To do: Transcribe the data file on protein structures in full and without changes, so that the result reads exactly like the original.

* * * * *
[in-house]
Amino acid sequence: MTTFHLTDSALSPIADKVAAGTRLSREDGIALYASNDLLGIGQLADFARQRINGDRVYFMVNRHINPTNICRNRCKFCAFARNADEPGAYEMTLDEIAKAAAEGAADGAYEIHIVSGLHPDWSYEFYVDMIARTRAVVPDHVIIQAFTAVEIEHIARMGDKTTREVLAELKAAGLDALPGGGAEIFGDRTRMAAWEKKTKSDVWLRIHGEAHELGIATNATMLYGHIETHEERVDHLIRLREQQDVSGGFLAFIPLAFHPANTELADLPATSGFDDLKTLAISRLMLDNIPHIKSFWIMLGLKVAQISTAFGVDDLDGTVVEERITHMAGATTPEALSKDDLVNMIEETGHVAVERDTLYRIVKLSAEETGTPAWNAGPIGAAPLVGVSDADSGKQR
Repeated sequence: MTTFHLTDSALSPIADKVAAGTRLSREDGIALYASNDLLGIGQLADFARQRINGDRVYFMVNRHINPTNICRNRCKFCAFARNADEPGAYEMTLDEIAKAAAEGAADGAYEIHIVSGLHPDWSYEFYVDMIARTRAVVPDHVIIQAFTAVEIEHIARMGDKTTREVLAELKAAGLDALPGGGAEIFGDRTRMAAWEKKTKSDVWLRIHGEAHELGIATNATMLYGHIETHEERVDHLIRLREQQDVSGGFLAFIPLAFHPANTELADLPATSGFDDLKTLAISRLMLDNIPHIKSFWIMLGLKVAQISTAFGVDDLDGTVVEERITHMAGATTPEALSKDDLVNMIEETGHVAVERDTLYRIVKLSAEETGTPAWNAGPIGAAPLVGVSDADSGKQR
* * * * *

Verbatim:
[in-house]
Amino acid sequence: MTTFHLTDSALSPIADKVAAGTRLSREDGIALYASNDLLGIGQLADFARQRINGDRVYFMVNRHINPTNICRNRCKFCAFARNADEPGAYEMTLDEIAKAAAEGAADGAYEIHIVSGLHPDWSYEFYVDMIARTRAVVPDHVIIQAFTAVEIEHIARMGDKTTREVLAELKAAGLDALPGGGAEIFGDRTRMAAWEKKTKSDVWLRIHGEAHELGIATNATMLYGHIETHEERVDHLIRLREQQDVSGGFLAFIPLAFHPANTELADLPATSGFDDLKTLAISRLMLDNIPHIKSFWIMLGLKVAQISTAFGVDDLDGTVVEERITHMAGATTPEALSKDDLVNMIEETGHVAVERDTLYRIVKLSAEETGTPAWNAGPIGAAPLVGVSDADSGKQR
Repeated sequence: MTTFHLTDSALSPIADKVAAGTRLSREDGIALYASNDLLGIGQLADFARQRINGDRVYFMVNRHINPTNICRNRCKFCAFARNADEPGAYEMTLDEIAKAAAEGAADGAYEIHIVSGLHPDWSYEFYVDMIARTRAVVPDHVIIQAFTAVEIEHIARMGDKTTREVLAELKAAGLDALPGGGAEIFGDRTRMAAWEKKTKSDVWLRIHGEAHELGIATNATMLYGHIETHEERVDHLIRLREQQDVSGGFLAFIPLAFHPANTELADLPATSGFDDLKTLAISRLMLDNIPHIKSFWIMLGLKVAQISTAFGVDDLDGTVVEERITHMAGATTPEALSKDDLVNMIEETGHVAVERDTLYRIVKLSAEETGTPAWNAGPIGAAPLVGVSDADSGKQR